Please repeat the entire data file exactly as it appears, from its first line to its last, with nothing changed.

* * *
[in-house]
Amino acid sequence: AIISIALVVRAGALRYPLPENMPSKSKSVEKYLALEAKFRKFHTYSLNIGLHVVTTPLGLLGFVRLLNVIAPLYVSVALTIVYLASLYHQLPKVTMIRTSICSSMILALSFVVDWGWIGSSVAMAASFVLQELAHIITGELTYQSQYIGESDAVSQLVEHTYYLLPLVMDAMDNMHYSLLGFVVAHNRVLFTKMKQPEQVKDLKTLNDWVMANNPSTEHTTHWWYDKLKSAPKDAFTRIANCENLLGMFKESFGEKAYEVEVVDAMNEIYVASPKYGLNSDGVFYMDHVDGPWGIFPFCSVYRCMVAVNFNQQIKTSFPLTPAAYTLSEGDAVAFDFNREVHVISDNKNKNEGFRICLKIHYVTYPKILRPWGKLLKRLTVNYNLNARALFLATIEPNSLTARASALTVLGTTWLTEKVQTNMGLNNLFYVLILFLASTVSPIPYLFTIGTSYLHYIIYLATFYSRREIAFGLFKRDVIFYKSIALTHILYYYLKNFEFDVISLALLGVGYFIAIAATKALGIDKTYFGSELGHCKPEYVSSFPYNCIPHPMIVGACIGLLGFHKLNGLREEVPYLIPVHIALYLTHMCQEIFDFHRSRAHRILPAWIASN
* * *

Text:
[in-house]
Amino acid sequence: AIISIALVVRAGALRYPLPENMPSKSKSVEKYLALEAKFRKFHTYSLNIGLHVVTTPLGLLGFVRLLNVIAPLYVSVALTIVYLASLYHQLPKVTMIRTSICSSMILALSFVVDWGWIGSSVAMAASFVLQELAHIITGELTYQSQYIGESDAVSQLVEHTYYLLPLVMDAMDNMHYSLLGFVVAHNRVLFTKMKQPEQVKDLKTLNDWVMANNPSTEHTTHWWYDKLKSAPKDAFTRIANCENLLGMFKESFGEKAYEVEVVDAMNEIYVASPKYGLNSDGVFYMDHVDGPWGIFPFCSVYRCMVAVNFNQQIKTSFPLTPAAYTLSEGDAVAFDFNREVHVISDNKNKNEGFRICLKIHYVTYPKILRPWGKLLKRLTVNYNLNARALFLATIEPNSLTARASALTVLGTTWLTEKVQTNMGLNNLFYVLILFLASTVSPIPYLFTIGTSYLHYIIYLATFYSRREIAFGLFKRDVIFYKSIALTHILYYYLKNFEFDVISLALLGVGYFIAIAATKALGIDKTYFGSELGHCKPEYVSSFPYNCIPHPMIVGACIGLLGFHKLNGLREEVPYLIPVHIALYLTHMCQEIFDFHRSRAHRILPAWIASN